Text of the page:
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Bullying common, study says

Intimidation affects nearly one in 3 U.S. students

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CHICAGO — Amid growing concern over school violence, a nationwide study has found that bullying affects nearly one of every three U.S. children in sixth through 10th grades. Young students and boys were most likely to be affected.

The authors say their survey of 15,686 public and private school students is among the first to document the U.S. prevalence of bullying, and the results show that not enough has been done to prevent what is often seen as an unpleasant rite of passage.

"It's a problem that has been in a lot of ways ignored for quite a while," said researcher Tonja Nansel of the National Institute of Child Health and Human Development, the study's lead author.

The 1998 survey, part of the U.S. contribution to a study of worldwide childhood health and behavior by the World Health Organization, appears in Wednesday's Journal of the American Medical Association.

Bullying has been implicated in recent school shootings, including the March slayings of two students in Santee, Calif., and the 1999 massacre of 13 by two suicidal students at Colorado's Columbine High School.

A growing number of schools across the country has adopted bullying intervention programs; the Colorado Legislature is considering a proposal that would require school districts to develop an anti-bullying policy.

Nansel said such programs have been shown to work in other countries but are untested in the United States, where efforts to address the problem have been hampered by a pervasive attitude "that kids will be kids and this is just going to happen."

Since nationwide research on bullying is so scarce, the survey doesn't show whether the U.S. prevalence is rising, she said. And while it did not examine criminal behavior, the survey found that fighting was more common among both bullied and bullying children.

Overall, 30 percent of students in the survey reported occasional or frequent involvement as a victim and/or perpetrator in bullying — defined as verbal or physical behavior designed to disturb someone less powerful.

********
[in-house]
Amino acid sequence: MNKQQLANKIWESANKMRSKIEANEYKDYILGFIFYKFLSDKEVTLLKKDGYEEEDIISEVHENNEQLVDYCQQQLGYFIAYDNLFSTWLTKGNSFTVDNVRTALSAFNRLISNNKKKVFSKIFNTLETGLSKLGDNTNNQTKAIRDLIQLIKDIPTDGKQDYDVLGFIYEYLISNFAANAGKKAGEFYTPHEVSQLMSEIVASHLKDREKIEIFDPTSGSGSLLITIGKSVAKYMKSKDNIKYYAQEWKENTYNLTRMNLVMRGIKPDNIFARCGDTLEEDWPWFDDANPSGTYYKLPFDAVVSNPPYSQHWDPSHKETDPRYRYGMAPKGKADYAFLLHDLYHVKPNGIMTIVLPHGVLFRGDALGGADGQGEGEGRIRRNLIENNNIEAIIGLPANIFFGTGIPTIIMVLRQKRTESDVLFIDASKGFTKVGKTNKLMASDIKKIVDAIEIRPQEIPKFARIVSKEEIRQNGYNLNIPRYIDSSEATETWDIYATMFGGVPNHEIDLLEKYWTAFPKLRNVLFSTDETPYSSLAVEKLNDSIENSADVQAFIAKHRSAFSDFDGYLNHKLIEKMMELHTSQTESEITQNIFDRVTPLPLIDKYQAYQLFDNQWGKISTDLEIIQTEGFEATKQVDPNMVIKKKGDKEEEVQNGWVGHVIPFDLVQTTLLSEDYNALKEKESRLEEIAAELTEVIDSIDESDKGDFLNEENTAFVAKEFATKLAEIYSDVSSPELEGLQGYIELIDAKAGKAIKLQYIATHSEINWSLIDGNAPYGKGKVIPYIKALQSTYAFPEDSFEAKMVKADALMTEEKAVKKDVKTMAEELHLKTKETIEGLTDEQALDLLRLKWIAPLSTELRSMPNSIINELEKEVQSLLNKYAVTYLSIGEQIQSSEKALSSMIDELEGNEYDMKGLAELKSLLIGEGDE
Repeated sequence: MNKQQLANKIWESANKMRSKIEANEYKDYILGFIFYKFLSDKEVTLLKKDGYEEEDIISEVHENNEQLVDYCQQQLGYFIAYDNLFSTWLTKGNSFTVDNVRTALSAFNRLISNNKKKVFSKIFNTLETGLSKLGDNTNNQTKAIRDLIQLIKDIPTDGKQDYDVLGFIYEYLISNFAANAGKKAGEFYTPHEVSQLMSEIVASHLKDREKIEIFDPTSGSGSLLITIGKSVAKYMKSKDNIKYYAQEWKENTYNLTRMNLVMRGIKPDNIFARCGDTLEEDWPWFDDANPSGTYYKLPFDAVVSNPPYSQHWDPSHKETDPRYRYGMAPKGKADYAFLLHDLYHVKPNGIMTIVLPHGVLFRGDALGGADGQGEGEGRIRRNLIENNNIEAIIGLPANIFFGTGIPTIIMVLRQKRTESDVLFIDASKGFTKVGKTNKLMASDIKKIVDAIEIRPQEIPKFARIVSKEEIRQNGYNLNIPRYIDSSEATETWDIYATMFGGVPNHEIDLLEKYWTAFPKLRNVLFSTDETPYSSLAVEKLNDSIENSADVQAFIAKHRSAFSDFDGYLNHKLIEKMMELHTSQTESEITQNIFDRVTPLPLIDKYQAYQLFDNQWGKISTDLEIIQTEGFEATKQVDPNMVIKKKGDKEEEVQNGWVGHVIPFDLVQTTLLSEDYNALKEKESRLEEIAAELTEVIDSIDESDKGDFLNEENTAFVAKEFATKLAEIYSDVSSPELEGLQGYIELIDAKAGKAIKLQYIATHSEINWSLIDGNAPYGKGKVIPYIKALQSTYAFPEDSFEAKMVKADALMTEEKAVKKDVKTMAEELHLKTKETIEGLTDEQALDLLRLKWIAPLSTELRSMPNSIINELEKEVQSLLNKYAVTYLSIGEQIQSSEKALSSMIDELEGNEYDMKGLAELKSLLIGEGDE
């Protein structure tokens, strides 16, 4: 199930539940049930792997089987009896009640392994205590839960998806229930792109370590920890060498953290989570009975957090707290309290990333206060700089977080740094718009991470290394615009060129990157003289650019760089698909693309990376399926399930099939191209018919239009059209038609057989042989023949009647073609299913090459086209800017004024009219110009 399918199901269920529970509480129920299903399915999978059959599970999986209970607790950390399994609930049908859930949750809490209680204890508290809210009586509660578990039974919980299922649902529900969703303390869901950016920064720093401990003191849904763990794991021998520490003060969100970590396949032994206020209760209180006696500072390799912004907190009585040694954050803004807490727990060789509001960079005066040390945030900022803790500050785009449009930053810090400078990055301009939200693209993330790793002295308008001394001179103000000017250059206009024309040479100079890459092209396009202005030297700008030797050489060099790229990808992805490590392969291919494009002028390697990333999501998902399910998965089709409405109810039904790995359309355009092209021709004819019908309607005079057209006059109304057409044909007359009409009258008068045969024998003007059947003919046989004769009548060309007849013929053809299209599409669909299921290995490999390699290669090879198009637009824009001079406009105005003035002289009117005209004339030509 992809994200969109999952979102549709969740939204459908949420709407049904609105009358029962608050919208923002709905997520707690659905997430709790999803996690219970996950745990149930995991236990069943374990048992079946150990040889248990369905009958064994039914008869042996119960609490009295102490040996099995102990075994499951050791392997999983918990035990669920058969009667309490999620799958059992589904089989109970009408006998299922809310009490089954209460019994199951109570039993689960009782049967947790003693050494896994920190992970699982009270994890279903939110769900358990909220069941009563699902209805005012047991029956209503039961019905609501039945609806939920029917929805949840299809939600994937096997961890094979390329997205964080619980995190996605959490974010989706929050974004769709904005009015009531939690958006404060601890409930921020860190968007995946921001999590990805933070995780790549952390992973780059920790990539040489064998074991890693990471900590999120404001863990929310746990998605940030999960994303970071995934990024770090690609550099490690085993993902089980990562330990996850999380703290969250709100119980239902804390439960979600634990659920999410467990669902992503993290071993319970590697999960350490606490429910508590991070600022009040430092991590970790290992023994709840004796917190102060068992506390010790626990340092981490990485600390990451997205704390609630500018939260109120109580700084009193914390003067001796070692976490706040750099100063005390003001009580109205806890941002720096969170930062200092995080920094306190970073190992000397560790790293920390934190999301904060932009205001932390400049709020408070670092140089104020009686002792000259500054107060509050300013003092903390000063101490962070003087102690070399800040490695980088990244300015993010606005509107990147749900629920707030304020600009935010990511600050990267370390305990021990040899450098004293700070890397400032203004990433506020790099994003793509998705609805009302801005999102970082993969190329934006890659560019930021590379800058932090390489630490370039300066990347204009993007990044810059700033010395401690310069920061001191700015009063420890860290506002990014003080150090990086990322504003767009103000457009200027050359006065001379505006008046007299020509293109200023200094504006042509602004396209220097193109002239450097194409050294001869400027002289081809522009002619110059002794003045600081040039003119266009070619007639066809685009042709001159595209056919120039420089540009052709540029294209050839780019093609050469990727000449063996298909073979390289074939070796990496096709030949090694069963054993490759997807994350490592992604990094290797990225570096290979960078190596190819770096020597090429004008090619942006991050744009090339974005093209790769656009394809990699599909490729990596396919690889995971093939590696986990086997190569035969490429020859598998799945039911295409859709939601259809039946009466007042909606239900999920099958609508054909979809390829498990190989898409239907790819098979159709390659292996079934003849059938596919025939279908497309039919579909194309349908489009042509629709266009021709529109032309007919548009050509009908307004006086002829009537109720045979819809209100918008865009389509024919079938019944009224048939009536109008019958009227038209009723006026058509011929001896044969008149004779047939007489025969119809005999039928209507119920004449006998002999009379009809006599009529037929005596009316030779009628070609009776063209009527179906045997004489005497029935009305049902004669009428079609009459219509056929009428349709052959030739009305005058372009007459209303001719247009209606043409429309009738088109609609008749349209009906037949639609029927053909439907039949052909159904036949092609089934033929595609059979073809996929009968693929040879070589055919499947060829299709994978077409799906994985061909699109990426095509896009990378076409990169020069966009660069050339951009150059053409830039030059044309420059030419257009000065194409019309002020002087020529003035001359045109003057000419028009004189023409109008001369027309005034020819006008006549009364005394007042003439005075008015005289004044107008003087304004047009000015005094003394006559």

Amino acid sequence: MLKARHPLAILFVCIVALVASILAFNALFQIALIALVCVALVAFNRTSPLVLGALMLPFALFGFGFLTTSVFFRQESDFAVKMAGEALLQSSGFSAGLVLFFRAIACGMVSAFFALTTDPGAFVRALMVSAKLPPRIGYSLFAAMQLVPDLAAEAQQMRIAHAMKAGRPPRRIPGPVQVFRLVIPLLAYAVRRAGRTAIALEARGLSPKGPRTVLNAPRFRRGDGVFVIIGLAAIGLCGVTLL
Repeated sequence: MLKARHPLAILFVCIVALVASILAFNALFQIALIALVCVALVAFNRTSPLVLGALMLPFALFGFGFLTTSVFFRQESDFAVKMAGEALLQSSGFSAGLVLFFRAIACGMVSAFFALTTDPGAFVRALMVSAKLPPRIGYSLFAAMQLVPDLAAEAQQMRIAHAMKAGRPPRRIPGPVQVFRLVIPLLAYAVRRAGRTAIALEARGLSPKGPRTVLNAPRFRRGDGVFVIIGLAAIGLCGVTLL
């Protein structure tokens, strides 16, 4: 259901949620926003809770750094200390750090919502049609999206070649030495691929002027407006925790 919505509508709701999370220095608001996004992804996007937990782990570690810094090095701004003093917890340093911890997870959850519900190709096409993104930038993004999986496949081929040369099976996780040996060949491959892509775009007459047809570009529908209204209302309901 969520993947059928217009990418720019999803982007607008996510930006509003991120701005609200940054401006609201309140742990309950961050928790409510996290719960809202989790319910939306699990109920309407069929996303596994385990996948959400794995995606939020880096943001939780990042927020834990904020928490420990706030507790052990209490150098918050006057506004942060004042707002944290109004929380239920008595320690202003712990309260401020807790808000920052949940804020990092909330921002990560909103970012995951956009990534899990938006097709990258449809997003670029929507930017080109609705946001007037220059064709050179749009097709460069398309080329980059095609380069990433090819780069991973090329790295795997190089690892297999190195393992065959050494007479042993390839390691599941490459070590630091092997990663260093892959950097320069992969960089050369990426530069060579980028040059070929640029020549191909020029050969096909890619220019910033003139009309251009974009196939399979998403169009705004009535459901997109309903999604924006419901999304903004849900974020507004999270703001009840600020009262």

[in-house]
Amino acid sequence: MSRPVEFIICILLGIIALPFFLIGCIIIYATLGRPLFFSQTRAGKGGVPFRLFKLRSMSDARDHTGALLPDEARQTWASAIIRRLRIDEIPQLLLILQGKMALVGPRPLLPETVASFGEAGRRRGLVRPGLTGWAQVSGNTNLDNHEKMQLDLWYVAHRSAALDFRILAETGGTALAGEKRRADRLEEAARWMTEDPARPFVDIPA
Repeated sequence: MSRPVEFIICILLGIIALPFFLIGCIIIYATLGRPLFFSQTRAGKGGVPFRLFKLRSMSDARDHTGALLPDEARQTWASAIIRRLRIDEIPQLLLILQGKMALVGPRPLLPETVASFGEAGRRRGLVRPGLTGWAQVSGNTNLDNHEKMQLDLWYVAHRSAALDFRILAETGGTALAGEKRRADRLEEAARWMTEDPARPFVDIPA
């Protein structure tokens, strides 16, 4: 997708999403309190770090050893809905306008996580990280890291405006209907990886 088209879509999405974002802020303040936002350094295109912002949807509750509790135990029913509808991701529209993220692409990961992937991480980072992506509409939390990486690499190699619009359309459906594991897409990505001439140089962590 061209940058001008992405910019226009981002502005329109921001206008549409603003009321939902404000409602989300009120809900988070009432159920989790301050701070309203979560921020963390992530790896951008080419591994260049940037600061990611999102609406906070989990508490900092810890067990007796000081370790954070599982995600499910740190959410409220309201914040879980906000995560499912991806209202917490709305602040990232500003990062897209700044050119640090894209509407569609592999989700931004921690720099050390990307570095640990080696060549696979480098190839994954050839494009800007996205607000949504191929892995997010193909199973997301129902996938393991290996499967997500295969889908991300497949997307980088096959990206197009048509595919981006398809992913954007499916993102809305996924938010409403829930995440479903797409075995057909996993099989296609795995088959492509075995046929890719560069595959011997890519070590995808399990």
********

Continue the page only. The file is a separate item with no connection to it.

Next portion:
More than 16 percent said they'd been bullied at least occasionally during the current school term, and 8 percent reported bullying or being bullied at least once weekly.

Looks or speech were far more frequent targets of bullying than race or religion, the survey found.

Children who said they were bullied reported more loneliness and difficulty making friends, while those who did the bullying were more likely to have poor grades and to smoke and drink alcohol, the survey found.

Other research has shown that people who were bullied as children are prone to depression and low self-esteem as adults, and that bullies are more likely to engage in criminal behavior.

Nansel said the pervasiveness of bullying doesn't mean it should be accepted as inevitable, noting that studies in England and Norway have shown that school-based intervention programs can reduce it by 30 percent to 50 percent.

Kevin Dwyer, a school psychologist and adviser for the National Mental Health Association, said there is evidence that the incidence of physical fights and violence in schools has actually declined in recent years.

To reduce bullying, schools need to involve all staff members, parents and even student bystanders, whose silence may suggest tacit approval.

"People need to recognize that adolescence is not an easy time," he said. "We should prepare for it, which we don't. We treat adolescents as if they're little adults and we request of them to kind of take care of themselves."

On the Net:

JAMA: jama.ama-assn.org

NICHD: www.nichd.nih.gov